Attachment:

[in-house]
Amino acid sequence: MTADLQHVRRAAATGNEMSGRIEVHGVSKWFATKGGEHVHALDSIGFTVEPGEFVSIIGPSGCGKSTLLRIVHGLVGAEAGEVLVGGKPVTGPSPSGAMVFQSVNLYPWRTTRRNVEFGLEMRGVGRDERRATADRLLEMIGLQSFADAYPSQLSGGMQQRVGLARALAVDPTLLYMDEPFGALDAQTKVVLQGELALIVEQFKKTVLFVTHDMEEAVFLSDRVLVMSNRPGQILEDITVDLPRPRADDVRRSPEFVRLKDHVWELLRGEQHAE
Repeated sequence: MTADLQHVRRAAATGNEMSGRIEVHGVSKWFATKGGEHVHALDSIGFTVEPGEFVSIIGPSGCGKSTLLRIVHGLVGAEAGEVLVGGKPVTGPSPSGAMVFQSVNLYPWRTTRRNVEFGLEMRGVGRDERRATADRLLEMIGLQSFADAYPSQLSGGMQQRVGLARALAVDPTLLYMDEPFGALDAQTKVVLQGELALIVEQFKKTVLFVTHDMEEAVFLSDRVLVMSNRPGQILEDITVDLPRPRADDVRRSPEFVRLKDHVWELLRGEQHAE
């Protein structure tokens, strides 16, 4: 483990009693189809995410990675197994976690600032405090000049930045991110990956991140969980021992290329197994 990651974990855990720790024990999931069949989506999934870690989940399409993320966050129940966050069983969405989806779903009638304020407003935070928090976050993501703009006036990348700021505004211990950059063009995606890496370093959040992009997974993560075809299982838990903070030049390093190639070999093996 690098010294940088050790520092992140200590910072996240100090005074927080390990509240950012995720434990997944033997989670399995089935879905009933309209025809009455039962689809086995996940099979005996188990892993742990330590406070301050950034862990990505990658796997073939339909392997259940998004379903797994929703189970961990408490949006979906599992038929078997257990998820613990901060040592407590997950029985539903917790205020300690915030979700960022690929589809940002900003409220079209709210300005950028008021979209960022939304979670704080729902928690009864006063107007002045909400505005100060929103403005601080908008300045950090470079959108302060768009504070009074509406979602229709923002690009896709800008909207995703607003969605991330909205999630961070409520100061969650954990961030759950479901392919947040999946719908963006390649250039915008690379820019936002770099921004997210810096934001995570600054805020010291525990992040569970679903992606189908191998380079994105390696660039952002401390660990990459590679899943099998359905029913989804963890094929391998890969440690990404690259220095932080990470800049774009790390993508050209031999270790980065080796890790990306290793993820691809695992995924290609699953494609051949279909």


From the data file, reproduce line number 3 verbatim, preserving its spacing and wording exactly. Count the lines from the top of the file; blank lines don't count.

Repeated sequence: MTADLQHVRRAAATGNEMSGRIEVHGVSKWFATKGGEHVHALDSIGFTVEPGEFVSIIGPSGCGKSTLLRIVHGLVGAEAGEVLVGGKPVTGPSPSGAMVFQSVNLYPWRTTRRNVEFGLEMRGVGRDERRATADRLLEMIGLQSFADAYPSQLSGGMQQRVGLARALAVDPTLLYMDEPFGALDAQTKVVLQGELALIVEQFKKTVLFVTHDMEEAVFLSDRVLVMSNRPGQILEDITVDLPRPRADDVRRSPEFVRLKDHVWELLRGEQHAE